Vaccine mandates would make a difference: NIH director

(NEW YORK) — National Institutes of Health Director Dr. Francis Collins said Sunday he believes vaccine requirements could make a difference in slowing the rapid spread of COVID-19 and acknowledged how politics has polarized public opinion on pandemic mitigation strategies.

“Why is it that a mandate about a vaccine or wearing a mask suddenly becomes a statement of your political party? We never should have let that happen.” Collins told ABC “This Week” anchor George Stephanopoulos.

“Come on, America — we’re incredibly polarized about politics, we don’t really need to be polarized about a virus that’s killing people,” Collins continued. “We ought to be doing everything we can to save lives.”

Saturday marked the fourth consecutive day of more than 100,000 new daily COVID-19 cases in the U.S., according to the Centers for Disease Control and Prevention. And Friday, the U.S. recorded its highest daily COVID-19 case count in six months, with more than 120,000 new cases reported.

And though more than 50% of Americans are fully vaccinated and that rate increased by 25% in the last week, according to the CDC, due to the rapidly spreading delta variant, some states and counties have reimplemented mitigation strategies, such as mask mandates.

Collins at first did not give a direct answer on whether he believed more vaccine mandates should be implemented, initially saying he celebrates when businesses decide to require vaccinations for employees.

“As a person who runs the National Institutes of Health with 45,000 employees and contractors, I am glad to see the president insisting that we go forward requiring vaccinations or if people are unwilling to do that, then regular testing, at least once or twice a week, which will be very inconvenient,” Collins said.

“I think we ought to use every public health tool we can when people are dying,” Collins added.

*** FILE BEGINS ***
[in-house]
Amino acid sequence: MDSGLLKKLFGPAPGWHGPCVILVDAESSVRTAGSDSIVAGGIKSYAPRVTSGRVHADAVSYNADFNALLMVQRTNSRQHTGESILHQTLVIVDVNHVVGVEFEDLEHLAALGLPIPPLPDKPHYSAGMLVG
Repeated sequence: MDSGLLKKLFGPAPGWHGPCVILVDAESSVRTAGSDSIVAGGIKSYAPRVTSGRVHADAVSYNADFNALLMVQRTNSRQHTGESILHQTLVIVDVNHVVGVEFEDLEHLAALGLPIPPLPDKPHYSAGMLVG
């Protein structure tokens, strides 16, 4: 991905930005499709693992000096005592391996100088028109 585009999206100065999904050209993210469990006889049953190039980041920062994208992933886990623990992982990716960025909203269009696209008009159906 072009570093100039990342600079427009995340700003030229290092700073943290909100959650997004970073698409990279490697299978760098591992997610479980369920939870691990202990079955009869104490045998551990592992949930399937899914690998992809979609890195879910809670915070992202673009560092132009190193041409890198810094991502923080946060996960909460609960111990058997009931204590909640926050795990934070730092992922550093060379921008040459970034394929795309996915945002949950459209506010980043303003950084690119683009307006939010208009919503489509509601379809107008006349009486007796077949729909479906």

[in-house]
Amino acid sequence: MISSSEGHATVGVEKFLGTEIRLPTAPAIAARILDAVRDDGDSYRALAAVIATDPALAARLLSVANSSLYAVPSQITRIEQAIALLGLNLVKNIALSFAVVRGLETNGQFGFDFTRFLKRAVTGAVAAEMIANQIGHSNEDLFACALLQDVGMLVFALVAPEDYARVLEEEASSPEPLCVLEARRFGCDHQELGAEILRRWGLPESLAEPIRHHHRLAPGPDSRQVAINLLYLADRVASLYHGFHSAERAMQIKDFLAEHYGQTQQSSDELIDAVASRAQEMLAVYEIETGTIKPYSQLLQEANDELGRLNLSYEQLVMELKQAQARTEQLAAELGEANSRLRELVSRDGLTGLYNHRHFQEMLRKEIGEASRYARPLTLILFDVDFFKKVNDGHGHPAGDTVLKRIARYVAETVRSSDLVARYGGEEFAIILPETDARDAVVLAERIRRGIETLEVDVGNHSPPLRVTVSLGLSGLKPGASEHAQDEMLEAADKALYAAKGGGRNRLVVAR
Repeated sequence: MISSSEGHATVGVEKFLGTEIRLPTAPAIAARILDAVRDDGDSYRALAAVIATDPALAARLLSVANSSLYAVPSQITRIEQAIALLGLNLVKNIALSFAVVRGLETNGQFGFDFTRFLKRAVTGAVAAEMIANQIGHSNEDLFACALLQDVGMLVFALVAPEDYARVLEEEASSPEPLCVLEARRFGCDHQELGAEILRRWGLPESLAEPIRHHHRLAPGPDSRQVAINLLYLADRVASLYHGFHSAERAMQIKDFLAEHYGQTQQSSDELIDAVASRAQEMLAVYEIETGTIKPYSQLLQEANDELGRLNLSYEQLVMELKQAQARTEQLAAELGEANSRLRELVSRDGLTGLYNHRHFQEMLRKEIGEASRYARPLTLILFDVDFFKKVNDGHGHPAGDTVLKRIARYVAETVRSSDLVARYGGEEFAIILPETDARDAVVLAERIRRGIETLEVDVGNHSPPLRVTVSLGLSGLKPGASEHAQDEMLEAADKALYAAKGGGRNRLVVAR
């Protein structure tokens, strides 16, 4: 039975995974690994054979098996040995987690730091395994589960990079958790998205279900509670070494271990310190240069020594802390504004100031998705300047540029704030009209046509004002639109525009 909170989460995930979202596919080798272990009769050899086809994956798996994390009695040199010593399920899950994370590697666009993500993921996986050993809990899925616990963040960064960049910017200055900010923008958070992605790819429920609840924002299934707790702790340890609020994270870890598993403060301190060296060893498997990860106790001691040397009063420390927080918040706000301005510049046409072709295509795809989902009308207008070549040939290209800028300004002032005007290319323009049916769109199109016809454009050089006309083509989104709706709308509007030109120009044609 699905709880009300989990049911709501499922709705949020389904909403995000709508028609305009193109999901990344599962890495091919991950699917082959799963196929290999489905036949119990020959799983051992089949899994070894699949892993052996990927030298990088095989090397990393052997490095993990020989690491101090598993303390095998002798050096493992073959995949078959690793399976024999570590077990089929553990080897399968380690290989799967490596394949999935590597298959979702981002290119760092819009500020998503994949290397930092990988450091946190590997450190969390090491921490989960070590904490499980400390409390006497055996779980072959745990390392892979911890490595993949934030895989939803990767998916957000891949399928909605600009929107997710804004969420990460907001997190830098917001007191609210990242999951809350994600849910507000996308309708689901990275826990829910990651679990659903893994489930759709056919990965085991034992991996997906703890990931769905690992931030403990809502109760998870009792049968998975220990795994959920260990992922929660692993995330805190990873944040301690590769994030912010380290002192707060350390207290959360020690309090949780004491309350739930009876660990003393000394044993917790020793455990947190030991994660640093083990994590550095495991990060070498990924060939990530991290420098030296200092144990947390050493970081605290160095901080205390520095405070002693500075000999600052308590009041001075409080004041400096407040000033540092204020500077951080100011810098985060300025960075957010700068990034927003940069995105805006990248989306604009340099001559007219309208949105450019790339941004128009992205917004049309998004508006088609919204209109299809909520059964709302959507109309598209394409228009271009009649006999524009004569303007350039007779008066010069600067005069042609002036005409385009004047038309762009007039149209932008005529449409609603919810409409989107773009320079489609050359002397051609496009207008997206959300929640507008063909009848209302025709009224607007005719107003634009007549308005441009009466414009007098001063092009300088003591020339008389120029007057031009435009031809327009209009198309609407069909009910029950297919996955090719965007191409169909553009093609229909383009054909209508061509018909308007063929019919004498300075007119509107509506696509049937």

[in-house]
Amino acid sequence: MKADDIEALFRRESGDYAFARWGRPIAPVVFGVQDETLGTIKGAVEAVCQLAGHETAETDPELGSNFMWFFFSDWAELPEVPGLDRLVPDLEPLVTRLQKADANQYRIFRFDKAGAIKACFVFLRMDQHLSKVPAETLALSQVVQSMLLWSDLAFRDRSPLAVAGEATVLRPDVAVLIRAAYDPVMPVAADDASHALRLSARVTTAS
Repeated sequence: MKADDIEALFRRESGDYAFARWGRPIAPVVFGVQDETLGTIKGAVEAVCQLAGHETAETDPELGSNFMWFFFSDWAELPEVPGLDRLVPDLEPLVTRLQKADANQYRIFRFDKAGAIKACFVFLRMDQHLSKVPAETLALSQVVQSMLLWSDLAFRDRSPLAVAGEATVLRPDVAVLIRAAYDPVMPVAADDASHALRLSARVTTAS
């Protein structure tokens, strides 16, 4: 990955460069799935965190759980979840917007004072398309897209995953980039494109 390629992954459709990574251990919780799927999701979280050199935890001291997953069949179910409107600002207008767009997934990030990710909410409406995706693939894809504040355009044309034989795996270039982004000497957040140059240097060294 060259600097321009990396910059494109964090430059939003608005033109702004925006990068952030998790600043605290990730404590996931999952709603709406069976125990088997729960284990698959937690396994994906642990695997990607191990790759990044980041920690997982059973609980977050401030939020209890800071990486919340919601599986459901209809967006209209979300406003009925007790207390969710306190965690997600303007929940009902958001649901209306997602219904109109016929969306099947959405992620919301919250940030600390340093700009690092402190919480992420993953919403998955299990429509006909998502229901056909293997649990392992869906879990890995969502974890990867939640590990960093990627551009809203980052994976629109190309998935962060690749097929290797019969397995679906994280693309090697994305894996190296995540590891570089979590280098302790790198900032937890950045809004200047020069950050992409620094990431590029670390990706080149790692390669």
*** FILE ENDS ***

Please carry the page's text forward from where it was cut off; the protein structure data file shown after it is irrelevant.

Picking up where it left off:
“That was about as close as a yes as you could get. You clearly believe that vaccine mandates could make a difference,” Stephanopoulos pressed.

“I do believe they should make a difference,” Collins responded. “I understand how that can sometimes set off all kinds of resistance. But isn’t that a shame?”

If more people had gotten vaccinated when vaccines became widely available, the current surge fueled by the delta variant could have been mitigated, Collins said earlier in the interview, responding to a USA TODAY front page headline: “We are failing one another.”

“I’m afraid we should not really have ever gotten in the place we are,” Collins said. “In that regard, yes, we are failing. … Now we’re paying the terrible price.”

As more children are currently hospitalized than at any other point in the pandemic, Stephanopoulos asked Collins whether the delta variant is more serious for children.

“We don’t have rigorous data to show for sure,” Collins responded. “But this is a virus that is not only more contagious, but potentially more lethal.”

With the school year set to begin across the nation, Collins said he would ask parents to think about masks as a “life-saving medical device” and ask their children to wear them.

“We know that kids under 12 are likely to get infected and if we don’t have masks in schools, this virus will spread more widely,” Collins told Stephanopoulos. “It will probably result in outbreaks in schools and kids will have to go back to remote learning which is the one thing we really want to prevent.”

“It’s a small price to pay for being able to keep kids where they need to be to learn,” Collins added.

While the current vaccines have high efficacy in stopping the spread of the highly contagious delta variant, Collins said he worries about “the day when a variant arises that is so different from the original Wuhan virus” that it evades the current vaccines and requires the quick development of a booster shot.

“The best way to prevent that from happening is to reduce the number of infections because that’s how mutants happen. It’s because people are infected with the virus and it copies itself slightly wrong and then you get something that’s even worse,” Collins said.

As the country awaits the Food and Drug Administration’s full approval of the COVID-19 vaccines, Collins said he has been in close contact with the agency and they hope to issue full authorization within the next month.

“But meanwhile, while people are waiting for that — and I understand that would help — please be clear about this, the vaccines have incredible evidence for their safety and effectiveness. They work against delta. They will save your life,” Collins said.

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